The Post-Racial Election
No presidential election is about one thing only. It takes many strands fused together to account for victory or defeat. But when the last ballots are counted, that will not stop a judgmental world from using one criterion above all to analyze the outcome: Did the United States elect a black president or not?
This will be true although -- to an astonishing and admirable degree -- Americans have relegated the politics of race to the back burner in the long presidential campaign now in its final hours.
Barack Obama has succeeded brilliantly in casting his candidacy -- indeed, his whole life -- as post-racial. Even before the votes have been cast, he has written a glorious coda for the civil rights struggle that provided this nation with many of the finest, and also most horrible, moments of its past 150 years. If the results confirm that race was not a decisive factor in the balloting, generations of campaigners for racial justice and equality will have seen their work vindicated.
But on travels abroad this election year, I have found other nations reducing the complex arguments here about health care, national security and tax policy to a one-dimensional discussion of whether American race relations have really changed enough for Obama to win. I have seen this especially in countries that have their own concerns about race and politics and often project those concerns onto us.
This was underlined to me in France recently by this question from a fellow journalist: "Why do Americans insist on describing Barack Obama as 'black'?"
Wait a minute, I responded. The U.S. electorate and the media have, with some deplorable exceptions, worked hard not to treat Obama as a black candidate -- and to focus scorn on those who do.
But it slowly became apparent that my questioner was getting at a more precise sense of racial classification than Americans use today. In the French scheme of things, Obama is not black, and he is not white. He is both. And that is the true meaning of post-racial.
Ideally, this campaign has helped Americans become more comfortable with this reality. The nation is fashioning a functional equivalent of metis -- i.e., post-racial -- largely through a successful exercise in cognitive dissonance by the Obama campaign.
In his nationally televised half-hour campaign ad Wednesday night, viewers saw Obama extolling his white mother and grandparents for their "Midwestern values." They heard him reassuringly say that he had been shaped more by the absence than the presence of his African father -- a statement many of us can sympathize with from our own chaotic childhoods of absent parents and care-giving grandparents but one nonetheless with subliminal political undertones.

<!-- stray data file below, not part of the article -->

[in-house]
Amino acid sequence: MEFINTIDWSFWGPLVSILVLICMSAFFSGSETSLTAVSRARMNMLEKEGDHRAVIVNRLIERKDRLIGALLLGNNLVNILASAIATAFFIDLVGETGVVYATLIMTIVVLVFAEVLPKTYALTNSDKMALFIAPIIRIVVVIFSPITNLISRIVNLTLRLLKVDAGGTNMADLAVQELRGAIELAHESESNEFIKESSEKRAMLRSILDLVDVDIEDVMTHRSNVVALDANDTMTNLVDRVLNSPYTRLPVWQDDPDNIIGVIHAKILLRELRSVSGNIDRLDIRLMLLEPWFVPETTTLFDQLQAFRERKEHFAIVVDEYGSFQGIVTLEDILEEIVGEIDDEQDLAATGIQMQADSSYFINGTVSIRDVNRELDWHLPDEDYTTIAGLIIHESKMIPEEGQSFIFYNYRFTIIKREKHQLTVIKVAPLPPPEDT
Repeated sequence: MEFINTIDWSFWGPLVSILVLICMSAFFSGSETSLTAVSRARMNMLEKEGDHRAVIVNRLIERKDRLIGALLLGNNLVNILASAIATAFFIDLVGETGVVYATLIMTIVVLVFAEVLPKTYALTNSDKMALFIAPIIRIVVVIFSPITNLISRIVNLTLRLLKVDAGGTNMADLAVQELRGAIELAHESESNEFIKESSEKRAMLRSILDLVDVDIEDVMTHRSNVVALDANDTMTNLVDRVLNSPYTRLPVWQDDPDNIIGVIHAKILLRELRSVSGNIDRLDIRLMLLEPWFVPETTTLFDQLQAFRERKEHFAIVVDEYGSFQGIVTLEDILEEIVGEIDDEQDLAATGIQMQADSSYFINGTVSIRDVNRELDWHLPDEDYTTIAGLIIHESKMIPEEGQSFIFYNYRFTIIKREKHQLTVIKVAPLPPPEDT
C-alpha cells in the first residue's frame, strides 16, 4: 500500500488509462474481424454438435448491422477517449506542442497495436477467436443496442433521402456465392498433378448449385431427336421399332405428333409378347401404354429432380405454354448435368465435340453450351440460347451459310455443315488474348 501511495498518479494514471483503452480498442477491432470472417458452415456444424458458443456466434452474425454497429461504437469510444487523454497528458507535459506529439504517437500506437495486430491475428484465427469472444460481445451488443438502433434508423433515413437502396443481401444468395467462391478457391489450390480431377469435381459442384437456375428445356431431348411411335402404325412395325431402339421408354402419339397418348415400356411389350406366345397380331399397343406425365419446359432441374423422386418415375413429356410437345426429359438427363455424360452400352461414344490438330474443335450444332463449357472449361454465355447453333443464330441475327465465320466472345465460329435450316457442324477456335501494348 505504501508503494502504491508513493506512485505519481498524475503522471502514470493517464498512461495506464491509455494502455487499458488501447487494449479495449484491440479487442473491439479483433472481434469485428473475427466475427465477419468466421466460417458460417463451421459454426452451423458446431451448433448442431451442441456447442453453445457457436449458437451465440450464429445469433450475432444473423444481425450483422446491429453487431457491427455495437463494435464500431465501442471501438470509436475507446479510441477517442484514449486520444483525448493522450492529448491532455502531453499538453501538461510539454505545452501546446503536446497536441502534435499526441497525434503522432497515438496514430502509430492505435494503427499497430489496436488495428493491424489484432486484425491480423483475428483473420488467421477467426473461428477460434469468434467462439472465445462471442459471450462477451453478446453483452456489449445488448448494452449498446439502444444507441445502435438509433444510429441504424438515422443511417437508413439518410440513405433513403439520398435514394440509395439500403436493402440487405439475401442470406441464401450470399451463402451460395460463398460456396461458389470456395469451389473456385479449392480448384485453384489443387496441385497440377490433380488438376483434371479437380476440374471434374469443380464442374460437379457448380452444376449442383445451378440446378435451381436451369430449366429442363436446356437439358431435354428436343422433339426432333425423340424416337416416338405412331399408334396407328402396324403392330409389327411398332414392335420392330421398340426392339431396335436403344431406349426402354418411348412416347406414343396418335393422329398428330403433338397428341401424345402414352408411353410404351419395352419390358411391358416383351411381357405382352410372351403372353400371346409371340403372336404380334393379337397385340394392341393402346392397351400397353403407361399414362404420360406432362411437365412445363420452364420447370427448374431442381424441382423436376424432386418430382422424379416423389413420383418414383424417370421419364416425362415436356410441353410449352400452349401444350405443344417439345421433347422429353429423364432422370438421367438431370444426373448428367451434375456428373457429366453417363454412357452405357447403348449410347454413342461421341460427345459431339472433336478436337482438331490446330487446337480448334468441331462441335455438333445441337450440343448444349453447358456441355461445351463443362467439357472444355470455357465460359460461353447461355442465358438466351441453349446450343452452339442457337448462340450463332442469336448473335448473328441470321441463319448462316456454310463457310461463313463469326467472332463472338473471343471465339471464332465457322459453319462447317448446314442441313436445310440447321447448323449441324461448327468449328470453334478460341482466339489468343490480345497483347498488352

And viewers have repeatedly been reminded that it was Patton's army that Obama's grandfather marched in, not one of those shamefully segregated black units that still stir guilt among whites and a mix of pride and anger among blacks. Obama's values in some measure transcend the civil rights struggle. They were its beneficiary.
Overt race-baiting has actually declined as the campaign has progressed, especially since Obama's masterful March 18 speech in Philadelphia that defused the controversy surrounding his relationship with the Rev. Jeremiah Wright. When discussing race, the media have usually focused on technical and procedural issues such as whether white voters tell pollsters the truth about their intentions to vote for black candidates, rather than on moral and value questions.
An Associated Press-Yahoo News poll in September quantified the potential racist vote -- people who explicitly say they will not vote for Obama because he is "black" -- at about 6 percent of the electorate. (The pollsters helpfully determined that most Republicans would not vote for a Democrat of any color, proving that for some, red and blue are more important than black and white in this election.)
And a Big Ten Battleground Poll of the same vintage suggests that voters who rank race as an important factor will divide nationally between Obama and John McCain pretty much along the same lines as the non-racially-minded population. Go figure.
Those who fear that the pollsters are being deceived could turn out to be right Tuesday night. But grant me this: The campaign has dramatically narrowed the ground on which the politics of race can be practiced in the United States. That is a reality the rest of the world should absorb, acknowledge and get over, as Americans seem to be doing.